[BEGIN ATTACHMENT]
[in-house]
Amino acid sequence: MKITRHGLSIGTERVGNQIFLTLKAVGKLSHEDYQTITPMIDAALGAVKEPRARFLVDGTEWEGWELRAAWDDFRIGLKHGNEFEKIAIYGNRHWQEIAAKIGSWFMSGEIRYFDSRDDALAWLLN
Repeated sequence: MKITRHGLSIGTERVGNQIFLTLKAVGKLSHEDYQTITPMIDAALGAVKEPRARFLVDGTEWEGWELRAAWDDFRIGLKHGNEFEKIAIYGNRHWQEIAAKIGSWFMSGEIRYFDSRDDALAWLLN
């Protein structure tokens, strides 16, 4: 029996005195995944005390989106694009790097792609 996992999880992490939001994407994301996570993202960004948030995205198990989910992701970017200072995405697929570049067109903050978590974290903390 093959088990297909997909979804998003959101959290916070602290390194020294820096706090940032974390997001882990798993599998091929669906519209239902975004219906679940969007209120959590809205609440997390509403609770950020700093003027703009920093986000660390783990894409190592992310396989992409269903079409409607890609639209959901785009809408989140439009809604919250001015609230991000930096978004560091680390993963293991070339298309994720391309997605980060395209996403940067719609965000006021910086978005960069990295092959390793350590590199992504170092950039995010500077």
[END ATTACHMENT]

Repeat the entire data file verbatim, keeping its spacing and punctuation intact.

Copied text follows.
[in-house]
Amino acid sequence: MKITRHGLSIGTERVGNQIFLTLKAVGKLSHEDYQTITPMIDAALGAVKEPRARFLVDGTEWEGWELRAAWDDFRIGLKHGNEFEKIAIYGNRHWQEIAAKIGSWFMSGEIRYFDSRDDALAWLLN
Repeated sequence: MKITRHGLSIGTERVGNQIFLTLKAVGKLSHEDYQTITPMIDAALGAVKEPRARFLVDGTEWEGWELRAAWDDFRIGLKHGNEFEKIAIYGNRHWQEIAAKIGSWFMSGEIRYFDSRDDALAWLLN
């Protein structure tokens, strides 16, 4: 029996005195995944005390989106694009790097792609 996992999880992490939001994407994301996570993202960004948030995205198990989910992701970017200072995405697929570049067109903050978590974290903390 093959088990297909997909979804998003959101959290916070602290390194020294820096706090940032974390997001882990798993599998091929669906519209239902975004219906679940969007209120959590809205609440997390509403609770950020700093003027703009920093986000660390783990894409190592992310396989992409269903079409409607890609639209959901785009809408989140439009809604919250001015609230991000930096978004560091680390993963293991070339298309994720391309997605980060395209996403940067719609965000006021910086978005960069990295092959390793350590590199992504170092950039995010500077």